Despite their recent struggle with parts of the community and country-at-large, Lema and her father had positive stories to tell in addition to their sad ones– stories of the mountains of support they have seen from local churches and other groups that have come in to advocate on their behalf.

Yet this support seemed betrayed when the construction of the mosque hit so many snags. Arson, vandalism, and legal obstructionism have all taken their toll on the Muslim community in Murfreesboro, despite the opening of the mosque last summer. It makes me think: with all the arguing, name-calling, and ill-informed discussion, what do we lose in the background? What stories go untold, unheard? Surely something gets lost among our soundbites and rapid-fire commentaries.

Something Dr. Sbanaty said about the situation in Syria struck me rather deeply. He urged us to consider that, despite the simplistic narratives fed to us in the drone of endless news cycles, the actual environment in many of these countries that produces such violence comes not simply from the Muslim faith, but from the years of oppression, mis-management of funds, militarism, and complex socio-political and even tribal contexts that produce what we have seen in everything from the Arab Spring to the anti-American sentiment prevalent in some of the region. (Our own military intervention in these countries might also have something to do with it, I’d wager.)

What gets lost among the rubble of our terrible discussions, I think, is personhood. Polarization erases personhood. Whether it be in Murfreesboro, TN or Damascus, Syria– polarization pushes stories and individual experience out of the way for an easy stereotype or an easier cliche. What this presupposes about human dignity should give us pause.

As a Christian, I believe in the inherent worth of all God’s children.Therefore I also believe in the inherent worth of all these children’s stories, their lives. Just as Frank Fredericks’ wonderful post earlier this week about the parable of the Good Samaritan challenges us, I too want to challenge us to think: what goes unnoticed when we are unwilling to listen? What stories go untold?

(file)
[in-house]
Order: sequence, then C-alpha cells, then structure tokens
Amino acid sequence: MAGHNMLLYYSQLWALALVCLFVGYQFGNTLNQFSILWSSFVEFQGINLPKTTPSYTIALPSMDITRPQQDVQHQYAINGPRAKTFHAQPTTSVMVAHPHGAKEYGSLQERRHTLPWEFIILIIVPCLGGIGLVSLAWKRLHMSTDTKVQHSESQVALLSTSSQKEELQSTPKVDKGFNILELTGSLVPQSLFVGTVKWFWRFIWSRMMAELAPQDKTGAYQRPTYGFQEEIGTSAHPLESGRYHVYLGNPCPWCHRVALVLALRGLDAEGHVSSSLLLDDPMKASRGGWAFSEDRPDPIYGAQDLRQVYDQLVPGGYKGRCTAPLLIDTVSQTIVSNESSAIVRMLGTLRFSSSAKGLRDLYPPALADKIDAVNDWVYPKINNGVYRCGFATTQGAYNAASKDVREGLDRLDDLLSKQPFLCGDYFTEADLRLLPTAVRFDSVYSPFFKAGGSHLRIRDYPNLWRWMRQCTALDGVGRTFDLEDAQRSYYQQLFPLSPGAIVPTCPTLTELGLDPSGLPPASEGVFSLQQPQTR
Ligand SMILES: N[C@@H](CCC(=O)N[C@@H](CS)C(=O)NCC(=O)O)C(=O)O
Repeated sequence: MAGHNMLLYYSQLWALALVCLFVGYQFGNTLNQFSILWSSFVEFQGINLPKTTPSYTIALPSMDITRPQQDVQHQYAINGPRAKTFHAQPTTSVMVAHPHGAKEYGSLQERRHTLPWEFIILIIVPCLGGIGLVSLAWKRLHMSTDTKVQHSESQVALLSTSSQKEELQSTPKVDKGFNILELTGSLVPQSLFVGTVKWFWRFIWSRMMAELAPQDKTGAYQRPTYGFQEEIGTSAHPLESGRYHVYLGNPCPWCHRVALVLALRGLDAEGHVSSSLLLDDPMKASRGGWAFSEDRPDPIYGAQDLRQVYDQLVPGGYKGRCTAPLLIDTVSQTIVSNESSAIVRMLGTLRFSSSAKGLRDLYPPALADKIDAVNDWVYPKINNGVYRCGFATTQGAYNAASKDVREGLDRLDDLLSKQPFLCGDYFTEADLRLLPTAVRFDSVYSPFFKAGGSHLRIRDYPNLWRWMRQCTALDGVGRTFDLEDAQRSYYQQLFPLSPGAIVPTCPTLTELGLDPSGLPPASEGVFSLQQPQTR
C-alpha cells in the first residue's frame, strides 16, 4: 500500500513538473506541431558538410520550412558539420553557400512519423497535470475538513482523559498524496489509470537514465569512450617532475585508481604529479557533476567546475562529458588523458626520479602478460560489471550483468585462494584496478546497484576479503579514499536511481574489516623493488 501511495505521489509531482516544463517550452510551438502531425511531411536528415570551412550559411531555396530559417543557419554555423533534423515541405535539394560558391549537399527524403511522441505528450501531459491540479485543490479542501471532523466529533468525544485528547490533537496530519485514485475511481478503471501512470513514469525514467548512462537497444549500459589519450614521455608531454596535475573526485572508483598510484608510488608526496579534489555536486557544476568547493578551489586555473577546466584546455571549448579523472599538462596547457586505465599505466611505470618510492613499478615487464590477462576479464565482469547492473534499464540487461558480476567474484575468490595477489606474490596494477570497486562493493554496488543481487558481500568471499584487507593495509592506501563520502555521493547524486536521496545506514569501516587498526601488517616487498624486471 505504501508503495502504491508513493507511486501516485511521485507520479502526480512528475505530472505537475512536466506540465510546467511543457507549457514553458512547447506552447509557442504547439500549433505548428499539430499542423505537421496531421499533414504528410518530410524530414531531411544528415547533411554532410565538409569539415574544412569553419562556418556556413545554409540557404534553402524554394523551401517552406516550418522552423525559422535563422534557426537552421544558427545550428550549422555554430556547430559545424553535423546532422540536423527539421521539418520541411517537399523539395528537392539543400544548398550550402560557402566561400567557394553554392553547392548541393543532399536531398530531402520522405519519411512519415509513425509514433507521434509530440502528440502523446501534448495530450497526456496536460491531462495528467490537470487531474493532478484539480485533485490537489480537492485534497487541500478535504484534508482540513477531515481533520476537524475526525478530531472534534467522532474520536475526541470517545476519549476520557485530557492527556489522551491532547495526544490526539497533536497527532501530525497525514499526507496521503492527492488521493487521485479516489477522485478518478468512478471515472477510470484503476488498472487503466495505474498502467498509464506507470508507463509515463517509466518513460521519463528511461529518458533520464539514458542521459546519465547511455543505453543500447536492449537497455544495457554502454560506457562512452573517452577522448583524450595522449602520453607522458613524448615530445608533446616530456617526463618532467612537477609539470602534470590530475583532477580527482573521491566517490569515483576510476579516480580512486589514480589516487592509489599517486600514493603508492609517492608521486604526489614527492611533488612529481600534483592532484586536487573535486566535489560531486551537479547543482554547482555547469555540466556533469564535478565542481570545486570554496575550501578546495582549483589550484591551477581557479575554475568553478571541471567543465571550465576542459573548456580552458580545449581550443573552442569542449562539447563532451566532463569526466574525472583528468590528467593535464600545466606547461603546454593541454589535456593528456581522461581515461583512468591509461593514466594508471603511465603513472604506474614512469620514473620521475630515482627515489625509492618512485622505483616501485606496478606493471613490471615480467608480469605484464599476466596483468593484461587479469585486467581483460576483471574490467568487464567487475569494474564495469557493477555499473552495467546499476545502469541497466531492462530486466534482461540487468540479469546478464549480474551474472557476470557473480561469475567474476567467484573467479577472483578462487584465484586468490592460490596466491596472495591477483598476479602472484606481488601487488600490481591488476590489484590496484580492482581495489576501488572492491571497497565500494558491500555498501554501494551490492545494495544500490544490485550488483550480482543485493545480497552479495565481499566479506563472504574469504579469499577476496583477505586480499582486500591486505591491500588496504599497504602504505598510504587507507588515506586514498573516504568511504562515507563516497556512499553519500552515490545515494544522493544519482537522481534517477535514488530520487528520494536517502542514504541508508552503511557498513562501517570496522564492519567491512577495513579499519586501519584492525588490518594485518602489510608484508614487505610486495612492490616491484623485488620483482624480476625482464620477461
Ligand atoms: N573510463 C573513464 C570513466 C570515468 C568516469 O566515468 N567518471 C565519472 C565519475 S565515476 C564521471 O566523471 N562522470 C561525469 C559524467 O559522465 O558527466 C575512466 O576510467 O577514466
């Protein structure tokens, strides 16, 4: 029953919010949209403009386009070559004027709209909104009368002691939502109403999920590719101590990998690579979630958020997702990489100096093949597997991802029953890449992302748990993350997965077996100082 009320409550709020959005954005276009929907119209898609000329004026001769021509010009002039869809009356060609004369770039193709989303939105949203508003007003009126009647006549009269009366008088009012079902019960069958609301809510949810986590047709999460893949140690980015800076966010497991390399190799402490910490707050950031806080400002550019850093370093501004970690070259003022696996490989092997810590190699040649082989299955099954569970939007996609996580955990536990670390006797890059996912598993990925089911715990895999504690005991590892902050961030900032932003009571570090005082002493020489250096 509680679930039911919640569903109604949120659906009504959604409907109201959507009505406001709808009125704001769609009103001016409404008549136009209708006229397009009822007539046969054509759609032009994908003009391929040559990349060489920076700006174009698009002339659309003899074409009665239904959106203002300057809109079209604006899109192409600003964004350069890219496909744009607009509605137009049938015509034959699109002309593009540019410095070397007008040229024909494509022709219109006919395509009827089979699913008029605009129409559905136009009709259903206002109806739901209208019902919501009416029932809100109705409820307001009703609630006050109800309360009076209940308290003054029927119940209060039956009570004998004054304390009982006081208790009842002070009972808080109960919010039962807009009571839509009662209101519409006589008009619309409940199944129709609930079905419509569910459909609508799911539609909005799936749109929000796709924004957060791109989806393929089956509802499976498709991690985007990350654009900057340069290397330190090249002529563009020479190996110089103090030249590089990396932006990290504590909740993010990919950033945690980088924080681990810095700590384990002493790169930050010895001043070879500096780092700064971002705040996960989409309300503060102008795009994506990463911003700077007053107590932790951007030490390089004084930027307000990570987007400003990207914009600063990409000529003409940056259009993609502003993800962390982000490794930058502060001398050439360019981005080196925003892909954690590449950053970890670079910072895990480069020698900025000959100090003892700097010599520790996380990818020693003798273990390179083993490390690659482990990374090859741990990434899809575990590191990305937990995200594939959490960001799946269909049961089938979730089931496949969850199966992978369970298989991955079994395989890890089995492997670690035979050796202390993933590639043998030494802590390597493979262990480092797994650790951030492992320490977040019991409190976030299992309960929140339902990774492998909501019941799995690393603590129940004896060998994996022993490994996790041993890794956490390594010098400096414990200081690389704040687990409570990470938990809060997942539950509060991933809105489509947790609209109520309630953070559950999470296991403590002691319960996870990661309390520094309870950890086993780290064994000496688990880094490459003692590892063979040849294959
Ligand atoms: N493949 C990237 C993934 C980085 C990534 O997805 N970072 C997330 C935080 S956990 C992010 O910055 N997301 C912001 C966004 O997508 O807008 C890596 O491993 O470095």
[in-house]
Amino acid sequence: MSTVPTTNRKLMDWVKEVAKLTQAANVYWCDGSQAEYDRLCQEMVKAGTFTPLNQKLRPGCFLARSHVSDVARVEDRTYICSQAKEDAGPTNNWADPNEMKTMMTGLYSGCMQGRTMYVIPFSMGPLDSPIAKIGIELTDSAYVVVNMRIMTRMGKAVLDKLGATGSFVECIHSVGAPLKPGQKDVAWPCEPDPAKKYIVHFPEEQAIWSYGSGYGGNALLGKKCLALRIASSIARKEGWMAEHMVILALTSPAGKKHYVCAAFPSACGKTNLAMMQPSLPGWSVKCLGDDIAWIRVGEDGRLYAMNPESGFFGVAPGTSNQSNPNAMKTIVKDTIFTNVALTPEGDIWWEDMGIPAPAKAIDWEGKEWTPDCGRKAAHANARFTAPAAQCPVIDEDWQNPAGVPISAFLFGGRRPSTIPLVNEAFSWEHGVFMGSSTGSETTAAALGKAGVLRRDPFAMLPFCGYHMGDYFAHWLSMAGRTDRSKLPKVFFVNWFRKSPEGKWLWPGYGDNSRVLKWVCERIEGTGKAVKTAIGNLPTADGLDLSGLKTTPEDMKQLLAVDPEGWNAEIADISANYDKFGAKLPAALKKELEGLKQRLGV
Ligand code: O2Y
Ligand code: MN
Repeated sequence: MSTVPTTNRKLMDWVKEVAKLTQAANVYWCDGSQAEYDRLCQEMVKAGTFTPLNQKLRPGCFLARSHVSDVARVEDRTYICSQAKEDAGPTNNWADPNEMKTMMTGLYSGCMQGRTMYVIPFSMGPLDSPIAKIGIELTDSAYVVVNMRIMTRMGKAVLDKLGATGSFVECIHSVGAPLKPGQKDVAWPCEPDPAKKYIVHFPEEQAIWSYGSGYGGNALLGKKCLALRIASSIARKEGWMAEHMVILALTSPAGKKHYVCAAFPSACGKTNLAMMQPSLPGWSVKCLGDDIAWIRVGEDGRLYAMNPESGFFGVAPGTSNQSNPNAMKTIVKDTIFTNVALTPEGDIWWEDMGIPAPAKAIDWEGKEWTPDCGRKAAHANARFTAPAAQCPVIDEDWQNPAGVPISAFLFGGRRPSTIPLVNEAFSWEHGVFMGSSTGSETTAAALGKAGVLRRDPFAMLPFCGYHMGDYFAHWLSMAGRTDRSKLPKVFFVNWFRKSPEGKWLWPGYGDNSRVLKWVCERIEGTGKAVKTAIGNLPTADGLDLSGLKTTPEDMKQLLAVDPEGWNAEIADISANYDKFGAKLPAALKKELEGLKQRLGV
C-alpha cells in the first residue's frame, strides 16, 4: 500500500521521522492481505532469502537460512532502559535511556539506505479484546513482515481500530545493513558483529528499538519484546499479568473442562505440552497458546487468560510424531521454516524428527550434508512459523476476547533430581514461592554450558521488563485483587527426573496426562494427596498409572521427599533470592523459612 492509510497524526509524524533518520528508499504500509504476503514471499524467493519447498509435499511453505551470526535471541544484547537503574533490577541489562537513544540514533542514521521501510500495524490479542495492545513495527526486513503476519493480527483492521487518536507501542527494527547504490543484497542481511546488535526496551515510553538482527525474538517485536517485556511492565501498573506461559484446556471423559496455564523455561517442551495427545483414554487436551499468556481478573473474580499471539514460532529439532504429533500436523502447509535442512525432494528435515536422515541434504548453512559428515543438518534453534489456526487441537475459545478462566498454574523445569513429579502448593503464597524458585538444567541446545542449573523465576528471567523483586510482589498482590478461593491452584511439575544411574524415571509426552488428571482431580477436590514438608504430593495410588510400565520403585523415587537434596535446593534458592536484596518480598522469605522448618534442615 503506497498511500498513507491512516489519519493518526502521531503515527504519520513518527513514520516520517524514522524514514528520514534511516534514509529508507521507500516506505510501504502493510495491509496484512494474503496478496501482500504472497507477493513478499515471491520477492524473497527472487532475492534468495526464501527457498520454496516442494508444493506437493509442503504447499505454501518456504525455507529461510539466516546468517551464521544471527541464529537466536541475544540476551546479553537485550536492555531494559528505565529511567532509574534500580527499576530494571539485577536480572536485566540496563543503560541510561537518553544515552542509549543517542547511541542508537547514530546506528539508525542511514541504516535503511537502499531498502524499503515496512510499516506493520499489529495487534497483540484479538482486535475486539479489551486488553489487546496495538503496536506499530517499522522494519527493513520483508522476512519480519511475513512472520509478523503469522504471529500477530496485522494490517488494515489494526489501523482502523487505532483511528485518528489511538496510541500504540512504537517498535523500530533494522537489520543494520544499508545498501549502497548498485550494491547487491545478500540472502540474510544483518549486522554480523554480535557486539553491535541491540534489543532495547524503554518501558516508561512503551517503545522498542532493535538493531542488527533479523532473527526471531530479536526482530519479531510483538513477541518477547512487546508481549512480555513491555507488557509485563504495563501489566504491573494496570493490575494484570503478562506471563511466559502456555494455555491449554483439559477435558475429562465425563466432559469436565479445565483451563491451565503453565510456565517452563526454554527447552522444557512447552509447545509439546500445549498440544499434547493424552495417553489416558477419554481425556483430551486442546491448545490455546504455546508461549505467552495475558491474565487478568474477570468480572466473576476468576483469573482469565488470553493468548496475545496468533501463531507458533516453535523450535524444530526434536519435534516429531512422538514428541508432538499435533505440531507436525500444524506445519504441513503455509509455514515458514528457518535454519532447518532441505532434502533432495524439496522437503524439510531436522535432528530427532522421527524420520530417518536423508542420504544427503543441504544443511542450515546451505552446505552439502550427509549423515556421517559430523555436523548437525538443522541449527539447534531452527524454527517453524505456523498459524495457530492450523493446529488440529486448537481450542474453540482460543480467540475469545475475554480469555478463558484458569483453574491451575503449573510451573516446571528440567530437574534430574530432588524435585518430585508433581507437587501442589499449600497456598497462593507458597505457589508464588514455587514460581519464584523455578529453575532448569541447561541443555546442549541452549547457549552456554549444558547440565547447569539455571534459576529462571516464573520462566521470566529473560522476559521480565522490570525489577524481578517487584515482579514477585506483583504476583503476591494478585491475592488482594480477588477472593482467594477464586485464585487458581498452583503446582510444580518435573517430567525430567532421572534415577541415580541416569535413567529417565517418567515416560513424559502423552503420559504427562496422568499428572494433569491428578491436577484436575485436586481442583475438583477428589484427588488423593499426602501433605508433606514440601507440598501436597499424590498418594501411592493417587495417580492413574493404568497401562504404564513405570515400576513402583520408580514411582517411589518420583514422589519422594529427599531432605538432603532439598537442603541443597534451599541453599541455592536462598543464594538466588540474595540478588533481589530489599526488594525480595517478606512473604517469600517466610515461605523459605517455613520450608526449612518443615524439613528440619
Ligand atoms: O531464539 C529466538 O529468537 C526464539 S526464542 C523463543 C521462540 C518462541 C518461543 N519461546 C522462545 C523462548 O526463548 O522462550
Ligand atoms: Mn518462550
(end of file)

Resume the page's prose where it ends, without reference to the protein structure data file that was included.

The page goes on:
Interfaith work can be a way of telling those stories. Tell them. Hear them. Share them.

Amen.

 

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From Ghana to West Virginia: Lessons about the Kingdom

I wrote this piece during a recent visit to Cape Coast, Ghana as part of an observational experience with the Global Health Initiative at the University of Illinois.

It’s a 10 hour flight between Washington D.C. and Accra, Ghana, giving me ample time to notice the group of twenty on the plane in front of me wearing matching t-shirts. The group displayed alternating colors of light blue and lime green and a logo that read “Kingdom Expansion” across their left breast.

They were from somewhere in West Virginia. And they got me thinking.

My first reaction was cynical. I was about to embark on an academic journey relevant to my graduate research, medical training, and interest in global health. As such, I initially felt some sort of self-righteous superiority, thinking back to my own “matching t-shirt” experience (ours were bright blue) —a “Go & Serve” mission trip to Jamaica when I was a freshman in high school—and feeling as though the current context of my travel was more sophisticated this time around.

To be honest, I assumed this “Kingdom Expansion” group was out to convert the people of Ghana to Christianity. And though that’s not something I believe to be a bad thing, the way in which I imagined them implementing their evangelism strategy left me feeling a combination of embarrassment and anxiety.

Keep in mind: this is all going on in my head. Perhaps I was jumping to conclusions.